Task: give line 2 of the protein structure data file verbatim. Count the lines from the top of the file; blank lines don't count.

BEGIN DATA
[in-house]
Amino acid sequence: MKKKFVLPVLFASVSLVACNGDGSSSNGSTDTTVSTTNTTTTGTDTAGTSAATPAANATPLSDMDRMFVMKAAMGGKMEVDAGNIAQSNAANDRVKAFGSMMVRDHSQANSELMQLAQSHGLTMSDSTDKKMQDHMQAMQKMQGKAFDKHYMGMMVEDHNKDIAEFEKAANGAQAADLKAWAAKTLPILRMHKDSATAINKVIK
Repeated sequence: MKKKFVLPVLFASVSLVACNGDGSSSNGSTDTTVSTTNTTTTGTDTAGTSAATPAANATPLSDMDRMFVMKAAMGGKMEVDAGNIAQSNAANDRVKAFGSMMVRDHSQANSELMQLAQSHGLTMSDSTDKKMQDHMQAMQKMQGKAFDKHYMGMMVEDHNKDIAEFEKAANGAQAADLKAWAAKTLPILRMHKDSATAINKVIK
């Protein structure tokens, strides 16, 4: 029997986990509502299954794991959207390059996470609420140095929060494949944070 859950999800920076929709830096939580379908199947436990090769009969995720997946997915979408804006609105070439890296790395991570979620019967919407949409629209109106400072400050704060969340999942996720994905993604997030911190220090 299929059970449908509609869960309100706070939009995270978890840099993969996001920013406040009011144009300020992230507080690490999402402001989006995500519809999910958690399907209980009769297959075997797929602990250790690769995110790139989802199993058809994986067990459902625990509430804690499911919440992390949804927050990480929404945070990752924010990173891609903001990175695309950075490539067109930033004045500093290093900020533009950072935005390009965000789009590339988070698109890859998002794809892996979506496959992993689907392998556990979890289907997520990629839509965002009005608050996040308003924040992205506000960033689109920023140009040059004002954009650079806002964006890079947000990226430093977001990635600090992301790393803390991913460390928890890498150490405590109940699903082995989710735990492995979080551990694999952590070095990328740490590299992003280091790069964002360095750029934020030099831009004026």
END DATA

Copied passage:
Amino acid sequence: MKKKFVLPVLFASVSLVACNGDGSSSNGSTDTTVSTTNTTTTGTDTAGTSAATPAANATPLSDMDRMFVMKAAMGGKMEVDAGNIAQSNAANDRVKAFGSMMVRDHSQANSELMQLAQSHGLTMSDSTDKKMQDHMQAMQKMQGKAFDKHYMGMMVEDHNKDIAEFEKAANGAQAADLKAWAAKTLPILRMHKDSATAINKVIK